The arrangement worked well. The trio combined for 17 tackles. Nelson and Blount notched 7 each, while Cross added 3. Nelson just missed a sack on a blitz, while Blount came through with 2 sacks and interception. Those was Blount’s first career sacks. One sack and the interception came on consecutive plays in the fourth quarter. Blount was chosen to break the rock after the game.
8. Taulapapa looked solid.
Virginia came into the game without a clear picture at running back. Mendenhall said earlier in the week, all of the running backs listed on the depth chart would play and who emerged with production would materialize during the game. All the backs did get into action, but Wayne Taulapapa ended up the most used back. He posted 10 carries for 66 yards a touchdown. Mendenhall called Taulapapa the most consistent of the backs during the preseason and that’s how he ended up starting.
Of note, Mendenhall also had said that Taulapapa and Lamont Atkins were the most versatile backs, which took into account blocking as well. In a game where the plan called for 34 passes, including a fairly pass-heavy attack in the early going, it wasn’t surprising to see those two players on the field for many of those situations.
9. Delaney and more.
The kicking phase of the game opened the season on a mostly good note with Brian Delaney handling the kicking and Nash Griffin doing the punting. Delaney matched his career high with three made field goals. He connected from 39, 36, and 45 yards before just missing a 40-yarder in the final five minutes. Delaney’s kicks in the first quarter helped half helped the Hoos get some points on the board when a couple of opportunities fell short of the end zone. The make from 45 yards was one yard shy of his career best. Delaney also put 4 of 7 kickoffs into the end zone for touchbacks, but he did hit one out of bounds too.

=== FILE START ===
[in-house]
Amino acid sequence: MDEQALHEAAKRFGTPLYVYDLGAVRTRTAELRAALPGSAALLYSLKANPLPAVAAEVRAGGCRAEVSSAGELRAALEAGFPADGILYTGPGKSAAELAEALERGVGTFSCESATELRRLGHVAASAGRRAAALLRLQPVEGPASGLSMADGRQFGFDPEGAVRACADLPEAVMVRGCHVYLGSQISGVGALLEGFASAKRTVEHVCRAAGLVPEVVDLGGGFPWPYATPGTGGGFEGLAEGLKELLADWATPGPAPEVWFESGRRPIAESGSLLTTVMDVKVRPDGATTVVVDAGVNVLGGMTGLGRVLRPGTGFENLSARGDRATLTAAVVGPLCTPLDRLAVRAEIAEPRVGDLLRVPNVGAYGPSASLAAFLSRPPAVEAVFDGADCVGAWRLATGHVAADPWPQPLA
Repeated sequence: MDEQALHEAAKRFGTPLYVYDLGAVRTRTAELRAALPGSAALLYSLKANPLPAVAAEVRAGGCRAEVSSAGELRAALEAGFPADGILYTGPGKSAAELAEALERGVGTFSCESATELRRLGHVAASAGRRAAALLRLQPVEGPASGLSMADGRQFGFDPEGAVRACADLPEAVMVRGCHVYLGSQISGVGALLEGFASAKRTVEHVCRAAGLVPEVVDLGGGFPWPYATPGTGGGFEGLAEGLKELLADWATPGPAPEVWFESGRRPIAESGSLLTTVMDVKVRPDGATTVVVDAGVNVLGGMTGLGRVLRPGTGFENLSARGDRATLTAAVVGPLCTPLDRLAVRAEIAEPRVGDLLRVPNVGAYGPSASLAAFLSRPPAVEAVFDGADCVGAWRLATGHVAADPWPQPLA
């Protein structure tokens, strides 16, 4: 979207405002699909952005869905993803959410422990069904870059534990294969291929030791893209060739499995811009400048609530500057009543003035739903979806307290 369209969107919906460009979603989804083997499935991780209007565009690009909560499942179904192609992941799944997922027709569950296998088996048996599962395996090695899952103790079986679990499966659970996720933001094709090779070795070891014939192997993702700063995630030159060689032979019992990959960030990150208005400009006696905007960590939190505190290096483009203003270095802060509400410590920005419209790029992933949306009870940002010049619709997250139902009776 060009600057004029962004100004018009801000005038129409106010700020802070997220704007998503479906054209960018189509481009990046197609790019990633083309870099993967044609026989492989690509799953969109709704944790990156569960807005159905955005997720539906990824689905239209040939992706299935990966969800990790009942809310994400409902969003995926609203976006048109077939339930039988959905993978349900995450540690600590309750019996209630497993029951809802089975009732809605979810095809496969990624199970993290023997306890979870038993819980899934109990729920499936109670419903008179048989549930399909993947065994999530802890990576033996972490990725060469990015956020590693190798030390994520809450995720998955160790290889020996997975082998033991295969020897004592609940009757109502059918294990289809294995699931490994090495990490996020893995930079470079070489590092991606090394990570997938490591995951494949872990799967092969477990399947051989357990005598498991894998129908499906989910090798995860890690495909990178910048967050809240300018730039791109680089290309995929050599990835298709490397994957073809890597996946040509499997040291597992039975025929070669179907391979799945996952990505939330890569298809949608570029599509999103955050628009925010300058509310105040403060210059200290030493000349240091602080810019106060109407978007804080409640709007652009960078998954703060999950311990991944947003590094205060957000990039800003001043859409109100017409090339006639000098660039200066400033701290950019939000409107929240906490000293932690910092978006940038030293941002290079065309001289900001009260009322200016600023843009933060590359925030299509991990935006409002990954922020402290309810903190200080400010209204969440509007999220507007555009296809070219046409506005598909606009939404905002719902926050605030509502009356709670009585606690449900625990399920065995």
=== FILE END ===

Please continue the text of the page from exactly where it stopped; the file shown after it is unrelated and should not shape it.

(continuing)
Griffin performed well in his punting debut. He averaged 45.5 yards per punt on 4 attempts with 3 of those kicks going inside the 20. He booted a 49-yarder for his long kick of the night. More importantly, UVA allowed just one punt return and allowed no yards on that attempt.
There are a couple other special teams notes to mention. Both long snappers got into the game. Enzo Anthony and Lee Dudley both made their college debut in that spot. Noah Taylor blocked a punt, the team’s first since Charles Snowden got one at Miami in 2017. Taylor’s block was a polite one where he sort of reached around the defense and got a hand on the ball vs. a full diving stuff at the punter’s feet. Here it is:
10. Quick hitters to finish.
Hasise Dubois had a good night other than a fumble (it fortunately went out of bounds). He continued his consistency with 4 catches, scored a touchdown, and recovered the block punt. … Wayne Taulapapa had one catch. A swing style pass to No. 21? That looks familiar. … Matt Gahm’s interception fired up the defense and set up the touchdown that provided a two-score cushion. He made a smooth catch on the run by the way. … Zane Zandier led the team in tackles playing in a game about 12 miles from his high school. … Brenton Nelson seemed to have a really good outing to me. … Chris Sharp’s touchdown catch looked like a bread-and-butter red zone play. … QB Brennan Armstrong played on special teams.